New Study Shows Teamwork Improves Birth Outcomes in Southern States

The United States currently ranks 27th among industrialized nations in infant mortality but rates vary significantly according to race, socioeconomic status and geographic location. To address very high rates of infant mortality, 13 Southern States requested support from the U.S. Department of Health and Human Services (HHS).

Together with public and private partners, the Health Resources and Services Administration (HRSA), launched the Collaborative Improvement & Innovation Networks (COIIN). Now, a new analysis by researchers at HRSA shows that such networks can make a big difference when it comes to factors that play a role in high infant mortality. The study, which published online April 19 in the American Journal of Public Health (AJPH), shows that such networks improved preterm birth, early elective delivery, smoking cessation rates and promoted safer sleep in newborns in those 13 Southern states.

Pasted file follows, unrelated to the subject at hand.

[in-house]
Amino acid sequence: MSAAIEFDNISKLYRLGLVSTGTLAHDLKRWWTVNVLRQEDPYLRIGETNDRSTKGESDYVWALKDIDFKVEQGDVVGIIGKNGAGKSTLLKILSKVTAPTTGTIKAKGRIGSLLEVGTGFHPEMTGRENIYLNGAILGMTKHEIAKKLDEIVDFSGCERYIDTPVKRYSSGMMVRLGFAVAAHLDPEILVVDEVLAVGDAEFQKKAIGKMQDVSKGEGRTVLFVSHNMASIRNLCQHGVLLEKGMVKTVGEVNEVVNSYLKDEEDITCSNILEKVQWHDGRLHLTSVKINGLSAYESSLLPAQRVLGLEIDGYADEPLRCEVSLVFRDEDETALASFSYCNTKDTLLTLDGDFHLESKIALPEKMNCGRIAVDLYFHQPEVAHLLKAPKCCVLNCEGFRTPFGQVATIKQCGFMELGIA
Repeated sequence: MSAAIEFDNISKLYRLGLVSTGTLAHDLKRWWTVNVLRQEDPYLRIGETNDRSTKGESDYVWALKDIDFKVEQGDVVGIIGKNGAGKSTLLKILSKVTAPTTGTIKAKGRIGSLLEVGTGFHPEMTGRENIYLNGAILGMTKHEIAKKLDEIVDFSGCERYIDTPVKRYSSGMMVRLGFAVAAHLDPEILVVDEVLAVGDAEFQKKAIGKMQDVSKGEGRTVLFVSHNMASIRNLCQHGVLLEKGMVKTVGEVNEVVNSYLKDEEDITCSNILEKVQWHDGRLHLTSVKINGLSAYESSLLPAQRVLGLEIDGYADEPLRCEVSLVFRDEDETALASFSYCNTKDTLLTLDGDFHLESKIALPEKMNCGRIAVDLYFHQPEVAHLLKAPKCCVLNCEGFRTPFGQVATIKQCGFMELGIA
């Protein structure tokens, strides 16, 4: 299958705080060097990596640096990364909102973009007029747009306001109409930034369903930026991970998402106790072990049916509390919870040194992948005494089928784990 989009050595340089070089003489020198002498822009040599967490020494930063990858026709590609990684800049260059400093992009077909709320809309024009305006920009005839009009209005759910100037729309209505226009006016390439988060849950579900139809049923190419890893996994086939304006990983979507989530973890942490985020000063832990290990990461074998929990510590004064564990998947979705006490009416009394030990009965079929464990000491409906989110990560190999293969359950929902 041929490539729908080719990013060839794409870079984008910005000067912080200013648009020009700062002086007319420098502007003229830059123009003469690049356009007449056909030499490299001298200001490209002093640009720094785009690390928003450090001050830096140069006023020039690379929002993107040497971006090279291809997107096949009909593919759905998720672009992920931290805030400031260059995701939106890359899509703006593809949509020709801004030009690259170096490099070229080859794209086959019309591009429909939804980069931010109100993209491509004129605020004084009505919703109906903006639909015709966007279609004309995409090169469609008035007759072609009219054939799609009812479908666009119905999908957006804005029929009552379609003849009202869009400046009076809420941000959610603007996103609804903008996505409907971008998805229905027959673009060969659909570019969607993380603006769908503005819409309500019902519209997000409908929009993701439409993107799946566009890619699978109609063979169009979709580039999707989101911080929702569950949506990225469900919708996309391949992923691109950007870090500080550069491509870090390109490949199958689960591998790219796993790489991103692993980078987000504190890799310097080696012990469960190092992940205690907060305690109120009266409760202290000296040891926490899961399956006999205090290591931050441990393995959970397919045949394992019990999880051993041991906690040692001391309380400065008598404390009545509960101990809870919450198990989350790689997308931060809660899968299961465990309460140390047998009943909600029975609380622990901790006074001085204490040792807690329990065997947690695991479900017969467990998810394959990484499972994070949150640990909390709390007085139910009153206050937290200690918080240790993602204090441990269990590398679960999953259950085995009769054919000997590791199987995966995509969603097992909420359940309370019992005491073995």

“Over time, we hope such improvements will lead to a reduction in the high infant mortality rate in these states,” said Professor Michael Lu, MD, MS, MPH, now a senior associate dean for academic, student & faculty affairs at Milken Institute School of Public Health at the George Washington University. Lu, who is a senior author of the paper, launched COIIN when he was the Director of the Maternal and Child Health Bureau for HRSA.

“Infant mortality is a key indicator of population health and quality of care,” Lu said. “This study shows that the COIIN teams are taking coordinated action that could help keep babies healthier, regardless of their zip code.”

HRSA Senior Health Scientist Ashley Hirai, PhD, served as the study’s lead author. “The Collaborative Improvement and Innovation Network (CoIIN) to Reduce Infant Mortality: Southern Public Health Regions IV/VI Outcomes, 2011-2014” will appear in the June print edition of AJPH.